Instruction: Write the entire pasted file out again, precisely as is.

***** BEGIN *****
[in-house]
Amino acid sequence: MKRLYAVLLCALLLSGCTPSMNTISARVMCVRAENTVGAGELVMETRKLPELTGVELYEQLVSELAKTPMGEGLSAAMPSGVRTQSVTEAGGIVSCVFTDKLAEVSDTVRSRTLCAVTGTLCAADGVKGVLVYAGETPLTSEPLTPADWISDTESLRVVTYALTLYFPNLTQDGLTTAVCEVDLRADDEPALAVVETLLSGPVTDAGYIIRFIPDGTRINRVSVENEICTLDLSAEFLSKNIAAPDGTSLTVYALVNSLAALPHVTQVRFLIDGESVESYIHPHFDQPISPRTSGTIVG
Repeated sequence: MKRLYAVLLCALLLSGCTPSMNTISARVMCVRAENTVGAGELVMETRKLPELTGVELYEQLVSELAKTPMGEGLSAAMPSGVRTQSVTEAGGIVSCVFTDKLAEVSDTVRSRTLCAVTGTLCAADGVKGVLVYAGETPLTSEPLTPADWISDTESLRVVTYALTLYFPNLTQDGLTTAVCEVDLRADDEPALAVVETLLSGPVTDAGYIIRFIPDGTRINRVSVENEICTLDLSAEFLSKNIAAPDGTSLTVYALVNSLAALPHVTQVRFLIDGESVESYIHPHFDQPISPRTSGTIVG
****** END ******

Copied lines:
[in-house]
Amino acid sequence: MKRLYAVLLCALLLSGCTPSMNTISARVMCVRAENTVGAGELVMETRKLPELTGVELYEQLVSELAKTPMGEGLSAAMPSGVRTQSVTEAGGIVSCVFTDKLAEVSDTVRSRTLCAVTGTLCAADGVKGVLVYAGETPLTSEPLTPADWISDTESLRVVTYALTLYFPNLTQDGLTTAVCEVDLRADDEPALAVVETLLSGPVTDAGYIIRFIPDGTRINRVSVENEICTLDLSAEFLSKNIAAPDGTSLTVYALVNSLAALPHVTQVRFLIDGESVESYIHPHFDQPISPRTSGTIVG
Repeated sequence: MKRLYAVLLCALLLSGCTPSMNTISARVMCVRAENTVGAGELVMETRKLPELTGVELYEQLVSELAKTPMGEGLSAAMPSGVRTQSVTEAGGIVSCVFTDKLAEVSDTVRSRTLCAVTGTLCAADGVKGVLVYAGETPLTSEPLTPADWISDTESLRVVTYALTLYFPNLTQDGLTTAVCEVDLRADDEPALAVVETLLSGPVTDAGYIIRFIPDGTRINRVSVENEICTLDLSAEFLSKNIAAPDGTSLTVYALVNSLAALPHVTQVRFLIDGESVESYIHPHFDQPISPRTSGTIVG